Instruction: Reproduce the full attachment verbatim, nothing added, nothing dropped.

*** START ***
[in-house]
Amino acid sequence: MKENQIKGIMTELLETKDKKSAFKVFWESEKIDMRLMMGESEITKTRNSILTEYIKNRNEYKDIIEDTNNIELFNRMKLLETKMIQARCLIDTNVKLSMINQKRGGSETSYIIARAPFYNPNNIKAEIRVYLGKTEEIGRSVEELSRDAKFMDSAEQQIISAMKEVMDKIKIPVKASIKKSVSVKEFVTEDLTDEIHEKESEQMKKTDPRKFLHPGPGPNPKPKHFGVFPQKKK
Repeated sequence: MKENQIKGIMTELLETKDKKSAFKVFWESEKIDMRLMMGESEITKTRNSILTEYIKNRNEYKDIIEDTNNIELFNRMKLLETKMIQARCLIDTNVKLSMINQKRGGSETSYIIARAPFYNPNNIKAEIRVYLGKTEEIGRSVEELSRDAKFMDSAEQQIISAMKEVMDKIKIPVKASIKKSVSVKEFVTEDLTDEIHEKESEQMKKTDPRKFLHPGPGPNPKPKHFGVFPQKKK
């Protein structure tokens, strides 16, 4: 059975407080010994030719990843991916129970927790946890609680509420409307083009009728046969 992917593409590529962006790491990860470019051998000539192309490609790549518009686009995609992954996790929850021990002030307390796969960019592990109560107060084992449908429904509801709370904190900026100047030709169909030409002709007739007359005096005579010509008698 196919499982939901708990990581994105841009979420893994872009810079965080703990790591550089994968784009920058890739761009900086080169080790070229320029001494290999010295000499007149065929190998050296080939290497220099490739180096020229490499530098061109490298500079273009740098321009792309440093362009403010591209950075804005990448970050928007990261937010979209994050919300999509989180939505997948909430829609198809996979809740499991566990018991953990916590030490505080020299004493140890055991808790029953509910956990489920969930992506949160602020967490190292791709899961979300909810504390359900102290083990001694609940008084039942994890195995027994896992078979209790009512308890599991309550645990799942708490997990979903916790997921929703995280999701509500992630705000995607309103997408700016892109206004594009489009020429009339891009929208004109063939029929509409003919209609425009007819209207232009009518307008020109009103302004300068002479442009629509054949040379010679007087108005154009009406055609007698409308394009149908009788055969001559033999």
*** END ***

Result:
[in-house]
Amino acid sequence: MKENQIKGIMTELLETKDKKSAFKVFWESEKIDMRLMMGESEITKTRNSILTEYIKNRNEYKDIIEDTNNIELFNRMKLLETKMIQARCLIDTNVKLSMINQKRGGSETSYIIARAPFYNPNNIKAEIRVYLGKTEEIGRSVEELSRDAKFMDSAEQQIISAMKEVMDKIKIPVKASIKKSVSVKEFVTEDLTDEIHEKESEQMKKTDPRKFLHPGPGPNPKPKHFGVFPQKKK
Repeated sequence: MKENQIKGIMTELLETKDKKSAFKVFWESEKIDMRLMMGESEITKTRNSILTEYIKNRNEYKDIIEDTNNIELFNRMKLLETKMIQARCLIDTNVKLSMINQKRGGSETSYIIARAPFYNPNNIKAEIRVYLGKTEEIGRSVEELSRDAKFMDSAEQQIISAMKEVMDKIKIPVKASIKKSVSVKEFVTEDLTDEIHEKESEQMKKTDPRKFLHPGPGPNPKPKHFGVFPQKKK
């Protein structure tokens, strides 16, 4: 059975407080010994030719990843991916129970927790946890609680509420409307083009009728046969 992917593409590529962006790491990860470019051998000539192309490609790549518009686009995609992954996790929850021990002030307390796969960019592990109560107060084992449908429904509801709370904190900026100047030709169909030409002709007739007359005096005579010509008698 196919499982939901708990990581994105841009979420893994872009810079965080703990790591550089994968784009920058890739761009900086080169080790070229320029001494290999010295000499007149065929190998050296080939290497220099490739180096020229490499530098061109490298500079273009740098321009792309440093362009403010591209950075804005990448970050928007990261937010979209994050919300999509989180939505997948909430829609198809996979809740499991566990018991953990916590030490505080020299004493140890055991808790029953509910956990489920969930992506949160602020967490190292791709899961979300909810504390359900102290083990001694609940008084039942994890195995027994896992078979209790009512308890599991309550645990799942708490997990979903916790997921929703995280999701509500992630705000995607309103997408700016892109206004594009489009020429009339891009929208004109063939029929509409003919209609425009007819209207232009009518307008020109009103302004300068002479442009629509054949040379010679007087108005154009009406055609007698409308394009149908009788055969001559033999």